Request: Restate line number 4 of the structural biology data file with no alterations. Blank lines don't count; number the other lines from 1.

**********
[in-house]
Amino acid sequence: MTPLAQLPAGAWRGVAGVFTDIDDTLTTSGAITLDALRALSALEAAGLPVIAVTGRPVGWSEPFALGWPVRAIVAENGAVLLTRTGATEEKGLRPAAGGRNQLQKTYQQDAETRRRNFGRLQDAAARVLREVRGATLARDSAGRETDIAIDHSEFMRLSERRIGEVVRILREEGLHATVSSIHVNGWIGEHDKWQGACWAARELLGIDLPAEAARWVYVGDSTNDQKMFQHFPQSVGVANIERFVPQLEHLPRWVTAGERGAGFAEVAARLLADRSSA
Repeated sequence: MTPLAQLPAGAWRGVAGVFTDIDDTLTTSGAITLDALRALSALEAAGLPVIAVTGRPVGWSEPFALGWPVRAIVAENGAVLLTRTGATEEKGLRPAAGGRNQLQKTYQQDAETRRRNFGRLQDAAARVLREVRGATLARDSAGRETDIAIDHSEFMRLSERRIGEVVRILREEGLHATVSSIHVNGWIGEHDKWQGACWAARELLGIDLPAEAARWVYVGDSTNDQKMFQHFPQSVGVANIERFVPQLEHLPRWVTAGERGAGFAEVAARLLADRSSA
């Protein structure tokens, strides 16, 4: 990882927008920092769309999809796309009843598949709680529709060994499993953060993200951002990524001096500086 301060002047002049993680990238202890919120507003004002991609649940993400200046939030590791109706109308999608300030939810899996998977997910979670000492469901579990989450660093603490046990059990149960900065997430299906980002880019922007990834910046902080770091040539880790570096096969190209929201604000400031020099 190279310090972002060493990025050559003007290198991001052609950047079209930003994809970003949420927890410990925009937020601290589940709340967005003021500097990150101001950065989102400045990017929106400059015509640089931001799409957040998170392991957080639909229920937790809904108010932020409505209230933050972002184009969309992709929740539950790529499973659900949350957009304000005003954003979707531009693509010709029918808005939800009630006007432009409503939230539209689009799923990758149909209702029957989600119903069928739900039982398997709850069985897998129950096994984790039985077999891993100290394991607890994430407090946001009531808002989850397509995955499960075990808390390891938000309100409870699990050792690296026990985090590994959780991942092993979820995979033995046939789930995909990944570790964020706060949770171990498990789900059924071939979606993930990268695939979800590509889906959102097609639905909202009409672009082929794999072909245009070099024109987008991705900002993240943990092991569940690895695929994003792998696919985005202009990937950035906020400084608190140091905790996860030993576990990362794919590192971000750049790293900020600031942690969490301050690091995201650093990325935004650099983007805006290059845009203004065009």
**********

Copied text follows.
């Protein structure tokens, strides 16, 4: 990882927008920092769309999809796309009843598949709680529709060994499993953060993200951002990524001096500086 301060002047002049993680990238202890919120507003004002991609649940993400200046939030590791109706109308999608300030939810899996998977997910979670000492469901579990989450660093603490046990059990149960900065997430299906980002880019922007990834910046902080770091040539880790570096096969190209929201604000400031020099 190279310090972002060493990025050559003007290198991001052609950047079209930003994809970003949420927890410990925009937020601290589940709340967005003021500097990150101001950065989102400045990017929106400059015509640089931001799409957040998170392991957080639909229920937790809904108010932020409505209230933050972002184009969309992709929740539950790529499973659900949350957009304000005003954003979707531009693509010709029918808005939800009630006007432009409503939230539209689009799923990758149909209702029957989600119903069928739900039982398997709850069985897998129950096994984790039985077999891993100290394991607890994430407090946001009531808002989850397509995955499960075990808390390891938000309100409870699990050792690296026990985090590994959780991942092993979820995979033995046939789930995909990944570790964020706060949770171990498990789900059924071939979606993930990268695939979800590509889906959102097609639905909202009409672009082929794999072909245009070099024109987008991705900002993240943990092991569940690895695929994003792998696919985005202009990937950035906020400084608190140091905790996860030993576990990362794919590192971000750049790293900020600031942690969490301050690091995201650093990325935004650099983007805006290059845009203004065009």